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Japan-China island dispute prompts more protest

China has declared successful its recent naval patrol of disputed islands claimed by Japan, after a second day of anti-Japanese protests. The mass protests, rare in China, were overseen by police squads.

China's news agency Xinhua quoted the deputy head of China Marine Surveillance, Xiao Huiwu, as saying the ships' transit through island waters on Friday had "demonstrated China's jurisdiction over the Diaoyu Island and its affiliated islets."

Japan, which calls the island group Senkaku, on Sunday called on China to ensure the safety of Japanese citizens and businesses.

Close-up of Noda in front of a green with the words Japan. Photo:Itsuo Inouye/AP/dapd)

Noda has urged Beijing to safeguard Japanese in China

"This situation is a great disappointment," Japanese Prime Minister Yoshihiko Noda told Japanese television. "I would like to urge the Chinese government to protect their safety."

Visiting Tokyo on Sunday, US Defense Secretary Leon Panetta warned Asian nations that have recently been engaged in maritime territorial disputes in the East China and South China seaa that "provocative behavior" should not lead to military confrontation.

Protests lauded

In a commentary, Xinhua had termed protests in dozens of Chinese cities on Saturday and Sunday as a "reasonable move and natural reaction" to what it called Japan's provocations.

Sunday's biggest reported protest took place in the southern Chinese city of Shenzhen, where protesters attacked a Japanese department store. police intervened with tear gas, water cannons and pepper spray.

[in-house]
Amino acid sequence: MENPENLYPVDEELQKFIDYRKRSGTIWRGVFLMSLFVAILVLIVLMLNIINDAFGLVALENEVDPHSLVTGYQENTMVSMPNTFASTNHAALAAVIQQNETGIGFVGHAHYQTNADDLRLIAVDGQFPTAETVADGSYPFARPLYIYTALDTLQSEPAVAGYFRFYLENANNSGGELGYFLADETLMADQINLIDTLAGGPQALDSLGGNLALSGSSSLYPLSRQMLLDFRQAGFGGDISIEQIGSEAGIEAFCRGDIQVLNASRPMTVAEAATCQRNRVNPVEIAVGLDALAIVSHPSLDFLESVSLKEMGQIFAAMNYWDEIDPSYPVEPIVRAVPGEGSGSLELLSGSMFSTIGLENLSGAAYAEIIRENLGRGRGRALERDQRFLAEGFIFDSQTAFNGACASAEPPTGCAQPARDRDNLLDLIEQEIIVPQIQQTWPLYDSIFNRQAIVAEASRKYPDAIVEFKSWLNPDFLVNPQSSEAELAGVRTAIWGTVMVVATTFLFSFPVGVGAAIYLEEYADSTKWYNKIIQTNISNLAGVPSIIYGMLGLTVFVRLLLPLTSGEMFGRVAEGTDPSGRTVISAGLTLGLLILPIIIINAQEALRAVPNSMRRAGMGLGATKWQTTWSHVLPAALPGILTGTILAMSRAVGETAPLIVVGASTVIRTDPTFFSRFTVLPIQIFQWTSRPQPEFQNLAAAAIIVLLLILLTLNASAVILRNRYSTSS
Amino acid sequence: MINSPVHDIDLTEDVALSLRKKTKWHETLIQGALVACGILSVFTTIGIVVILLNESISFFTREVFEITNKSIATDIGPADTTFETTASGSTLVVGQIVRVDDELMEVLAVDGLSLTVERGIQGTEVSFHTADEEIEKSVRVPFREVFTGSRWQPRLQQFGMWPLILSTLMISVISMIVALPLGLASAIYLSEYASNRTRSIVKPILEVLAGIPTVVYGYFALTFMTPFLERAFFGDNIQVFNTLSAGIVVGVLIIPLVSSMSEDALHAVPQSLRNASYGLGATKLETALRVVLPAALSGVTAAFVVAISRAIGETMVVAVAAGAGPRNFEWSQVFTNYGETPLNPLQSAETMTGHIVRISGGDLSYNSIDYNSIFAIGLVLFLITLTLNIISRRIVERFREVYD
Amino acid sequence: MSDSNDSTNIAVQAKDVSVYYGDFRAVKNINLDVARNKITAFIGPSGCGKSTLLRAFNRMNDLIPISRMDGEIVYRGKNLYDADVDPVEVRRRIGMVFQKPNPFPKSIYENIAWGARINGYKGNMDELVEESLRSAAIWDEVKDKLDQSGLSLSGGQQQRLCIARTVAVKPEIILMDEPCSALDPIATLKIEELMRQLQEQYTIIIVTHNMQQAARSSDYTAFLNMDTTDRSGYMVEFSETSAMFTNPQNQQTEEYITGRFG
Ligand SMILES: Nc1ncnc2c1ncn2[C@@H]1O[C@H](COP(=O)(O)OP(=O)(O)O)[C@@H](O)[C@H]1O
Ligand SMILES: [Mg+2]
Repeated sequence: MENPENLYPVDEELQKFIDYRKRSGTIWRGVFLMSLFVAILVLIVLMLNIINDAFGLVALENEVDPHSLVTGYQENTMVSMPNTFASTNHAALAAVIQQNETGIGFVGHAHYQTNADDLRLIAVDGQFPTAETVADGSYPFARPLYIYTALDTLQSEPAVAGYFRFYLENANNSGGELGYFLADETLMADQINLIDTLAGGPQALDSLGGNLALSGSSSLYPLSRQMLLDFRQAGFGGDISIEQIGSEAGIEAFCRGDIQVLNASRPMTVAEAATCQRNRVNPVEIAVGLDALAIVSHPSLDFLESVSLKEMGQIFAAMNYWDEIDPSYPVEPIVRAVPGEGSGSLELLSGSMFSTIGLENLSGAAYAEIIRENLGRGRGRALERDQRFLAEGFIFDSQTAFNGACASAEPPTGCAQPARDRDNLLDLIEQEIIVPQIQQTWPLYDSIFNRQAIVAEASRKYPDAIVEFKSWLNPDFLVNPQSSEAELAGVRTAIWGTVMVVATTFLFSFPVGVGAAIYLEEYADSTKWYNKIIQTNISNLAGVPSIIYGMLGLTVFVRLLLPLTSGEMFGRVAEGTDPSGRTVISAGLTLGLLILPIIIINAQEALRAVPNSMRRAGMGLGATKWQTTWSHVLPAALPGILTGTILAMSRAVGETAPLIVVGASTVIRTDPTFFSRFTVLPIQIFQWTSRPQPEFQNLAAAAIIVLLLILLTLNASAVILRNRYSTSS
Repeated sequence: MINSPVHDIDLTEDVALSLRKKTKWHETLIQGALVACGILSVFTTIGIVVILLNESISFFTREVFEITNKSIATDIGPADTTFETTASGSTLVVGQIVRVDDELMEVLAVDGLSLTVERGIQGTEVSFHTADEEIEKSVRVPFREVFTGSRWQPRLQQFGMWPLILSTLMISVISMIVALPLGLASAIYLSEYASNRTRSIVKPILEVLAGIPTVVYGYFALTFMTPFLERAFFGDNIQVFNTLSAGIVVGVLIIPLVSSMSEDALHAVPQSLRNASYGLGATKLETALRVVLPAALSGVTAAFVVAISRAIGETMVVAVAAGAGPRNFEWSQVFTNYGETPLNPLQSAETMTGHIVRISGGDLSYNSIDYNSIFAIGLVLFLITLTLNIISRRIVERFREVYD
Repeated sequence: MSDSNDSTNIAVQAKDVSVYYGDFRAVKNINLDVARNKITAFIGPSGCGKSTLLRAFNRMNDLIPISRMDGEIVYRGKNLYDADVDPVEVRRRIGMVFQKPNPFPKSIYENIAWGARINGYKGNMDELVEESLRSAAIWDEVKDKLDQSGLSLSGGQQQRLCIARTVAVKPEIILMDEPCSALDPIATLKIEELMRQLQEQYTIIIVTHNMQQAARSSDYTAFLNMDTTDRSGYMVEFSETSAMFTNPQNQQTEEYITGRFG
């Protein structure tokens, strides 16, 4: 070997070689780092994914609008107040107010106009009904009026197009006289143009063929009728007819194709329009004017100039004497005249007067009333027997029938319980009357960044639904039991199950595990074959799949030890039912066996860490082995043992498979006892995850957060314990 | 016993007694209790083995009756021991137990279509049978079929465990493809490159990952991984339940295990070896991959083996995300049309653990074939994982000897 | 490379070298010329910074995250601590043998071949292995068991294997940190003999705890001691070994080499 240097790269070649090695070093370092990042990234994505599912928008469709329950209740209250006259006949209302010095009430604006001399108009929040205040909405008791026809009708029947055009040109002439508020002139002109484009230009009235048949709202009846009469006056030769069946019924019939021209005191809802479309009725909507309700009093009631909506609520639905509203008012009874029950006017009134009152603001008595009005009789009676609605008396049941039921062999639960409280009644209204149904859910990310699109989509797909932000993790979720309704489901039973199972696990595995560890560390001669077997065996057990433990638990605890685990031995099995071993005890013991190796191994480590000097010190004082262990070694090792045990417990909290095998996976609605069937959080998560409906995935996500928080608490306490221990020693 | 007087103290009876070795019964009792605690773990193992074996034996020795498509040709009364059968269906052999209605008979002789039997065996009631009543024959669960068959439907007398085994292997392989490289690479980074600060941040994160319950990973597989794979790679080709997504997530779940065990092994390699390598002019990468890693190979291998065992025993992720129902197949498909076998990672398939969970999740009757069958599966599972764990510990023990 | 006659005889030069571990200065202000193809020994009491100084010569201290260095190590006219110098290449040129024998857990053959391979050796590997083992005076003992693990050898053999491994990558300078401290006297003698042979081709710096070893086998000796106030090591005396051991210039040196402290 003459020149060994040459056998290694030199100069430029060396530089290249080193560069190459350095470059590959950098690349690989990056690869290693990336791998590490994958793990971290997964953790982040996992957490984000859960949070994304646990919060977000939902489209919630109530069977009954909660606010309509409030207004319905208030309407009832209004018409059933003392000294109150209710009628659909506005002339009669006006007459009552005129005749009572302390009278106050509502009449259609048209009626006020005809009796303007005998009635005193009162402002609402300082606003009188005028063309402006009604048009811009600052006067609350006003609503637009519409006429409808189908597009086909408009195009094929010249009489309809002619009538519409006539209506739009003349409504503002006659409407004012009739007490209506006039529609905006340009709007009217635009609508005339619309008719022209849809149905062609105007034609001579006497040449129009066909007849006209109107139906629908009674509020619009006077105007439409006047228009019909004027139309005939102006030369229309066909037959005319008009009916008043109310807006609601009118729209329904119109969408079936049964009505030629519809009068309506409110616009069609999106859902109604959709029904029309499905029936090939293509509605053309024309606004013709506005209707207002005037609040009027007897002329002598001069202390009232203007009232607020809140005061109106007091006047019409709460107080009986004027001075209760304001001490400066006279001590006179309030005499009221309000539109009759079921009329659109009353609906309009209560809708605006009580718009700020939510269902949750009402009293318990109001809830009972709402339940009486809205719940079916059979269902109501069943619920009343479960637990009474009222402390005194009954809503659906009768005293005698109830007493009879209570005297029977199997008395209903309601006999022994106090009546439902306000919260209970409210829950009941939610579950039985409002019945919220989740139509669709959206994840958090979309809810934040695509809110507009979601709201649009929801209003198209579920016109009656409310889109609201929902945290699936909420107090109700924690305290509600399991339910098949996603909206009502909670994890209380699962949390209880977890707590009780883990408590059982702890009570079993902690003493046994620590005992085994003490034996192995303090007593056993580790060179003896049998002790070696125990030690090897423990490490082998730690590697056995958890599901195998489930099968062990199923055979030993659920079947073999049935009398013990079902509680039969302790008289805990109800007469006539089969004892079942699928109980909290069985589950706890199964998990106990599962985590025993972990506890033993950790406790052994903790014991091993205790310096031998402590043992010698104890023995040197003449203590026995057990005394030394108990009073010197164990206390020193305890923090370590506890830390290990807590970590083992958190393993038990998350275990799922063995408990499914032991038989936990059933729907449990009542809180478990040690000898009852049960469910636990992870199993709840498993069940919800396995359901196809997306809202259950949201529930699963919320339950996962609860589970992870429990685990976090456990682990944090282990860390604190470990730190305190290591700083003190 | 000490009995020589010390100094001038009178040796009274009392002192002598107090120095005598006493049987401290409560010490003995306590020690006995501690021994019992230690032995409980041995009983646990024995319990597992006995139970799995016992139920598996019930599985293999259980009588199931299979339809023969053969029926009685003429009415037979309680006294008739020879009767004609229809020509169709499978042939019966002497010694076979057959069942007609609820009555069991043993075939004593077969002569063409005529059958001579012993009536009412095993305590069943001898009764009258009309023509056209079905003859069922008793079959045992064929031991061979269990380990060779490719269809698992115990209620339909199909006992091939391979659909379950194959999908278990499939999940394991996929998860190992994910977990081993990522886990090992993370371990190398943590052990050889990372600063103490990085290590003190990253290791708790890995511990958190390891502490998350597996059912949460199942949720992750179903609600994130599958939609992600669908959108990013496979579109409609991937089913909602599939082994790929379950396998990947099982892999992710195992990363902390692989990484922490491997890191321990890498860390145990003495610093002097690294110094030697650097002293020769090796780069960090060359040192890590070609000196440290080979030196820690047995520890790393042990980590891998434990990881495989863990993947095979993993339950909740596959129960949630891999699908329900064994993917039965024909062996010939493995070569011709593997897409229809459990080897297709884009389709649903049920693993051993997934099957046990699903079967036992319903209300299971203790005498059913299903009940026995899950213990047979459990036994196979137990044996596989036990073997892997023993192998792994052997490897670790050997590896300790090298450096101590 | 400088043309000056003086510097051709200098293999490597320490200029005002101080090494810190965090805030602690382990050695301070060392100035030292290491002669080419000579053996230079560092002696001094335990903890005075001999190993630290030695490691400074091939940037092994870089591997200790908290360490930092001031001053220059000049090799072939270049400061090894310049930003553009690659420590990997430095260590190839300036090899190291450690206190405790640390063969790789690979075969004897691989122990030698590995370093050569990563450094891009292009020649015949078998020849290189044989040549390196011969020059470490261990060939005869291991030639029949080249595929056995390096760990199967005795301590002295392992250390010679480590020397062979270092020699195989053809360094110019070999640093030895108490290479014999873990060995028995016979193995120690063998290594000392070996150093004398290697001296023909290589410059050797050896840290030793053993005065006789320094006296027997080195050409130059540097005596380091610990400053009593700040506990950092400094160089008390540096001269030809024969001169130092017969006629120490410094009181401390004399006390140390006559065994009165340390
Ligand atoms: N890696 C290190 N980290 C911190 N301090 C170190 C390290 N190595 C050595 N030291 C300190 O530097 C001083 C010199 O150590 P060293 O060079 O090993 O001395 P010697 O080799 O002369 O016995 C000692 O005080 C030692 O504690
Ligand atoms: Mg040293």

Watch video 01:02

Anti-Japan protests across China

Xinhua wrote of protests in five cities. The Chinese social network Sina Weibo showed rallies in half a dozen other cities. A protest outside the Japanese embassy in Beijing was guarded by police squads standing six-deep.

Protesters threaten 'war'

Demonstrators held aloft portraits of China's late revolutionary leader Mao Zedong. Some used loudspeakers saying China should "declare war."

The news agency Reuters quoted the dissident Beijing-based artist Ai Weiwei that he believed the demonstrations were sanctioned by the Chinese authorities.

"Chinese citizens need to thank the Japanese government because for the first time, they can mount a large protest on their own land," Ai said. "In China, there are no protests organized by the people."

The survey ship Koyo Maru, left, chartered by Tokyo city officials, sails around Minamikojima, foreground, Kitakojima, middle right, and Uotsuri, background, the tiny islands in the East China Sea, called Senkaku in Japanese and Diaoyu in Chinese, Sunday, Sept. 2, 2012. Tokyo city officials planning to buy the islands at the center of a longtime territorial dispute with China surveyed the area Sunday on a visit meant to send a message of ownership. (AP Photo/Kyodo News) JAPAN OUT, MANDATORY CREDIT, NO LICENSING IN CHINA, HONG KONG, JAPAN, SOUTH KOREA AND FRANCE

Japan's bought the islands from private Japanese owners

In Shanghai, 1,500 people marched on the Japanese consulate. Authorities allowed them in small groups to enter cordoned-off areas.

Last week, Japan announced that it had completed the purchase of the islands from their private Japanese owners.

On Friday, Japan's coastguard said the visiting Chinese ships had only cruised adjacent waters for about seven hours.

The disputed maritime area is thought to contain valuable natural gas reserves.

ipj/ch (Reuters, AFP)

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